Stop trolling! Seven ways to be a better internet critic

Stop trolling! Seven ways to be a better internet critic May 1, 2014

One of the real poverties of our digital age is the lack of authentic constructive criticism that happens in our online discourse. This is because we have ghettoized ourselves tribally according to ideological litmus tests, so the only interactions we have with people we actually disagree with are psychological warfare meant to rattle them with snarky zingers (a.k.a. “trolling”) rather than a genuine attempt to help others get past problems we perceive in their thinking. Imagine if you took responsibility for trying to persuade an ideological opponent of the plausibility of your views rather than simply showing off for the people who already agree with you by executing a slick take-down. Here are seven brief thoughts about how to be a better internet critic.

1) A little vulnerability goes a long way

If you seem like somebody who has your mind completely made up about what you think, I’m less likely to take you seriously than if you make it clear that you don’t you think you’ve arrived yet. The less authoritative your tone, the more authority your criticism will actually have with me. Show me your cards a little bit. Show what you personally have at stake in holding to whatever position you have. I can smell the difference between perfunctory false humility and true vulnerability. If I see that you have some self-awareness, I will regard you as a thoughtful person. Don’t make it easy for me to dismiss you as a brainwashed ideologue regurgitating somebody else’s talking points.

2) Presume that my intentions are good (even when they aren’t)

There’s a kernel of good in everyone’s intentions even when that good is shrouded in confusion and sin. The times that I have been the most convicted of my own arrogance and ignorance are when people are able to see good in me that I didn’t see and it makes me feel ashamed of the part of my intentions that are sleazy. This doesn’t work if it sounds too formulaic and disingenuous. If I sense that you see some good in my heart, then I’m going to hear your advice as coming from a place of love instead of dismissing it as disingenuous concern-trolling.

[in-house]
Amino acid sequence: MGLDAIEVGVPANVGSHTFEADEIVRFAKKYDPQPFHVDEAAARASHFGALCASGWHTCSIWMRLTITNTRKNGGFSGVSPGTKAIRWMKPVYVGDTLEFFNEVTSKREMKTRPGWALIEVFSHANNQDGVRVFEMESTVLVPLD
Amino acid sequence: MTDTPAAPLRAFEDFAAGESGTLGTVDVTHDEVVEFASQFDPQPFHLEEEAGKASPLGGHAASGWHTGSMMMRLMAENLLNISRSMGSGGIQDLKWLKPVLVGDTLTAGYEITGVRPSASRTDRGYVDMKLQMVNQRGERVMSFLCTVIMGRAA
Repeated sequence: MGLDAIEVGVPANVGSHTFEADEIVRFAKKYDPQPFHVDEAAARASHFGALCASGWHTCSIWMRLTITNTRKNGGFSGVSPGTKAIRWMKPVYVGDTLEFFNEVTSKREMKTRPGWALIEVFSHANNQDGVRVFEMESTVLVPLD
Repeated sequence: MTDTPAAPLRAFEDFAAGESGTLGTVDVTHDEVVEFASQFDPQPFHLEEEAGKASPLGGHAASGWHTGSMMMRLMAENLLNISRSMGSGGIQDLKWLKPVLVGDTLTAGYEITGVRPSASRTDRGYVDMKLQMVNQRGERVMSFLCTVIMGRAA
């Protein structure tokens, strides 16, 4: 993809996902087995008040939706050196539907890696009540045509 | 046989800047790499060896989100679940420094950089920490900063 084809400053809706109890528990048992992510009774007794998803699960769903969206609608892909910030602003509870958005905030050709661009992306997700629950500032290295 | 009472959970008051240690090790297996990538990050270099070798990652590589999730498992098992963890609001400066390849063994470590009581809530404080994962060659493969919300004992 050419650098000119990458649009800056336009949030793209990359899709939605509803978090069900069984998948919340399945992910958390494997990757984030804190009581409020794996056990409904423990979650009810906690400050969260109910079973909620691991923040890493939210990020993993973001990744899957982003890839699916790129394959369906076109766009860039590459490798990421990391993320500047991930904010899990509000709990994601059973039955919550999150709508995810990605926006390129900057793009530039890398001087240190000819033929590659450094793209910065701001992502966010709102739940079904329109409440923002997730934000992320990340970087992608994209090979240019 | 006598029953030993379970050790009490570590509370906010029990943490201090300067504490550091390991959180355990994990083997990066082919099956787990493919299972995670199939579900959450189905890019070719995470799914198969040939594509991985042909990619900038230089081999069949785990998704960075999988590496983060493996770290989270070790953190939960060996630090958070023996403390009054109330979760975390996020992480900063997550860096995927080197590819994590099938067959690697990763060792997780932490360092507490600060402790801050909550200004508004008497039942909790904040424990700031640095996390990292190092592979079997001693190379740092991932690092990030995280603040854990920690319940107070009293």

3) Show me that you read more than the title

I can’t tell you how many people make it very clear by their responses to my posts that they only read the title. I deliberately title my pieces as provocatively as possible to be good click-bait. So you might be more offended by the title than you are by what I actually wrote. When you actually read what I write, it’s a good deal more nuanced and cautious than the title might suggest. Also I often take current events as a jumping off point for a related but completely different topic, so if you start to argue one side of a current event debate that I actually haven’t been arguing about, it shows me that you didn’t have the patience to actually read what I wrote.

4) Engage my actual words, not my perceived tribe

It seems like a lot of lazy internet critics just cut and paste the same recycled argument into the comments of all the people they perceive to be in the opposing tribe. You don’t know how many tribes I belong to. We may be in the same tribe on a lot of issues. So engage my words directly instead of recycling your one played-out argument.